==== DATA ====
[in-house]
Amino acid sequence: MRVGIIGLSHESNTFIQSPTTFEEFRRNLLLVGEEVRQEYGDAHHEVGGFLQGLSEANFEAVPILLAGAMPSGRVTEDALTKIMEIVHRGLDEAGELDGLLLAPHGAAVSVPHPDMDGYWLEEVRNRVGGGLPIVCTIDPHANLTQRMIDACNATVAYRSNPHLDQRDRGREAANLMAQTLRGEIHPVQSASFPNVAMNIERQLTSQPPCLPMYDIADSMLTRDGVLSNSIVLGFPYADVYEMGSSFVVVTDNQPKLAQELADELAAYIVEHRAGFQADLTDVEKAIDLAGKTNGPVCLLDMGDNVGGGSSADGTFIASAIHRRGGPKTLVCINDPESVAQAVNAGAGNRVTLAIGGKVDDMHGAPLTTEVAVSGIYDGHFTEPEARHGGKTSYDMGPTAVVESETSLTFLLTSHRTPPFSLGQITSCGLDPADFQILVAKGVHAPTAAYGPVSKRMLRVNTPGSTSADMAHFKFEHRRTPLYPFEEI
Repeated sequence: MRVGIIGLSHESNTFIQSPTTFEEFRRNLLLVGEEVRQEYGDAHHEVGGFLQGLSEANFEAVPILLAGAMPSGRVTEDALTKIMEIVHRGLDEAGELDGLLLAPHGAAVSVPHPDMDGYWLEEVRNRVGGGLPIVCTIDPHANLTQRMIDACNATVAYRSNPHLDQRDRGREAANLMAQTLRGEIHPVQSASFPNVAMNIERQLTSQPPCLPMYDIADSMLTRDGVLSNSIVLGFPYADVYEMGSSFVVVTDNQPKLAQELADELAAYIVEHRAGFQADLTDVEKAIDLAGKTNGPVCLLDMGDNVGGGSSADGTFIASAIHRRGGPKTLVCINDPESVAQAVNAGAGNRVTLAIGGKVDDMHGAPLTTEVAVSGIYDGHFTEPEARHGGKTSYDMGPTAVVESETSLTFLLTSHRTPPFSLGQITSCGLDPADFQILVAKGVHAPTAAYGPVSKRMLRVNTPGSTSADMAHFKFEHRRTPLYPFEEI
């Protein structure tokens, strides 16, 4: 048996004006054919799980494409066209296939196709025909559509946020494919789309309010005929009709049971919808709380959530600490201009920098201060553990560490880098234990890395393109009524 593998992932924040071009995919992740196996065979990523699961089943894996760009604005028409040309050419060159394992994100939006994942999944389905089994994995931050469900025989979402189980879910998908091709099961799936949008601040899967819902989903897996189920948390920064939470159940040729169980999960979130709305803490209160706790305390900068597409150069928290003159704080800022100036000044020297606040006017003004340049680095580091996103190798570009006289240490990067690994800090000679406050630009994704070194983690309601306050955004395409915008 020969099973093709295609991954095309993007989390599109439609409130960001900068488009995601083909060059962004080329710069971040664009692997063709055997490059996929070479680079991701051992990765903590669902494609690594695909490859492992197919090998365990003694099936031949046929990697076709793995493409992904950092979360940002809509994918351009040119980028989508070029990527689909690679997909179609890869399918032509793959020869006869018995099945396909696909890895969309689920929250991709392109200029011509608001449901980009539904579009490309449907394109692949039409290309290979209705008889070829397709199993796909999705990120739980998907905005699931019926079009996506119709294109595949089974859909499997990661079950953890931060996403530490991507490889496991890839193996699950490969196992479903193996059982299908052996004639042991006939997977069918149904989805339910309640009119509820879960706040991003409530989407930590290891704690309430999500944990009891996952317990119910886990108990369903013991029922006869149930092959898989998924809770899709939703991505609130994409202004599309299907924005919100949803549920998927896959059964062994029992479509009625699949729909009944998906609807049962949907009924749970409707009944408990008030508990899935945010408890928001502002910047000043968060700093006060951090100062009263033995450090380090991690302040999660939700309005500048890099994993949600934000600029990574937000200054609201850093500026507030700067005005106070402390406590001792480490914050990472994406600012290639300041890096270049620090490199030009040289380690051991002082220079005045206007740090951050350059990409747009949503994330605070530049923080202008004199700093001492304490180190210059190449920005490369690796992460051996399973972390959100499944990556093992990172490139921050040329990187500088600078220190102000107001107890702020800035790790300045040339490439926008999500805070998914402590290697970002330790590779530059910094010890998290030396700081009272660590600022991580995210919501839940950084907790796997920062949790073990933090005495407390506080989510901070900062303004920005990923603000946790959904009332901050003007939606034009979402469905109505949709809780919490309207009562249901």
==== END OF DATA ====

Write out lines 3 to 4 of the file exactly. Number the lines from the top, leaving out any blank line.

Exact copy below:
Repeated sequence: MRVGIIGLSHESNTFIQSPTTFEEFRRNLLLVGEEVRQEYGDAHHEVGGFLQGLSEANFEAVPILLAGAMPSGRVTEDALTKIMEIVHRGLDEAGELDGLLLAPHGAAVSVPHPDMDGYWLEEVRNRVGGGLPIVCTIDPHANLTQRMIDACNATVAYRSNPHLDQRDRGREAANLMAQTLRGEIHPVQSASFPNVAMNIERQLTSQPPCLPMYDIADSMLTRDGVLSNSIVLGFPYADVYEMGSSFVVVTDNQPKLAQELADELAAYIVEHRAGFQADLTDVEKAIDLAGKTNGPVCLLDMGDNVGGGSSADGTFIASAIHRRGGPKTLVCINDPESVAQAVNAGAGNRVTLAIGGKVDDMHGAPLTTEVAVSGIYDGHFTEPEARHGGKTSYDMGPTAVVESETSLTFLLTSHRTPPFSLGQITSCGLDPADFQILVAKGVHAPTAAYGPVSKRMLRVNTPGSTSADMAHFKFEHRRTPLYPFEEI
């Protein structure tokens, strides 16, 4: 048996004006054919799980494409066209296939196709025909559509946020494919789309309010005929009709049971919808709380959530600490201009920098201060553990560490880098234990890395393109009524 593998992932924040071009995919992740196996065979990523699961089943894996760009604005028409040309050419060159394992994100939006994942999944389905089994994995931050469900025989979402189980879910998908091709099961799936949008601040899967819902989903897996189920948390920064939470159940040729169980999960979130709305803490209160706790305390900068597409150069928290003159704080800022100036000044020297606040006017003004340049680095580091996103190798570009006289240490990067690994800090000679406050630009994704070194983690309601306050955004395409915008 020969099973093709295609991954095309993007989390599109439609409130960001900068488009995601083909060059962004080329710069971040664009692997063709055997490059996929070479680079991701051992990765903590669902494609690594695909490859492992197919090998365990003694099936031949046929990697076709793995493409992904950092979360940002809509994918351009040119980028989508070029990527689909690679997909179609890869399918032509793959020869006869018995099945396909696909890895969309689920929250991709392109200029011509608001449901980009539904579009490309449907394109692949039409290309290979209705008889070829397709199993796909999705990120739980998907905005699931019926079009996506119709294109595949089974859909499997990661079950953890931060996403530490991507490889496991890839193996699950490969196992479903193996059982299908052996004639042991006939997977069918149904989805339910309640009119509820879960706040991003409530989407930590290891704690309430999500944990009891996952317990119910886990108990369903013991029922006869149930092959898989998924809770899709939703991505609130994409202004599309299907924005919100949803549920998927896959059964062994029992479509009625699949729909009944998906609807049962949907009924749970409707009944408990008030508990899935945010408890928001502002910047000043968060700093006060951090100062009263033995450090380090991690302040999660939700309005500048890099994993949600934000600029990574937000200054609201850093500026507030700067005005106070402390406590001792480490914050990472994406600012290639300041890096270049620090490199030009040289380690051991002082220079005045206007740090951050350059990409747009949503994330605070530049923080202008004199700093001492304490180190210059190449920005490369690796992460051996399973972390959100499944990556093992990172490139921050040329990187500088600078220190102000107001107890702020800035790790300045040339490439926008999500805070998914402590290697970002330790590779530059910094010890998290030396700081009272660590600022991580995210919501839940950084907790796997920062949790073990933090005495407390506080989510901070900062303004920005990923603000946790959904009332901050003007939606034009979402469905109505949709809780919490309207009562249901």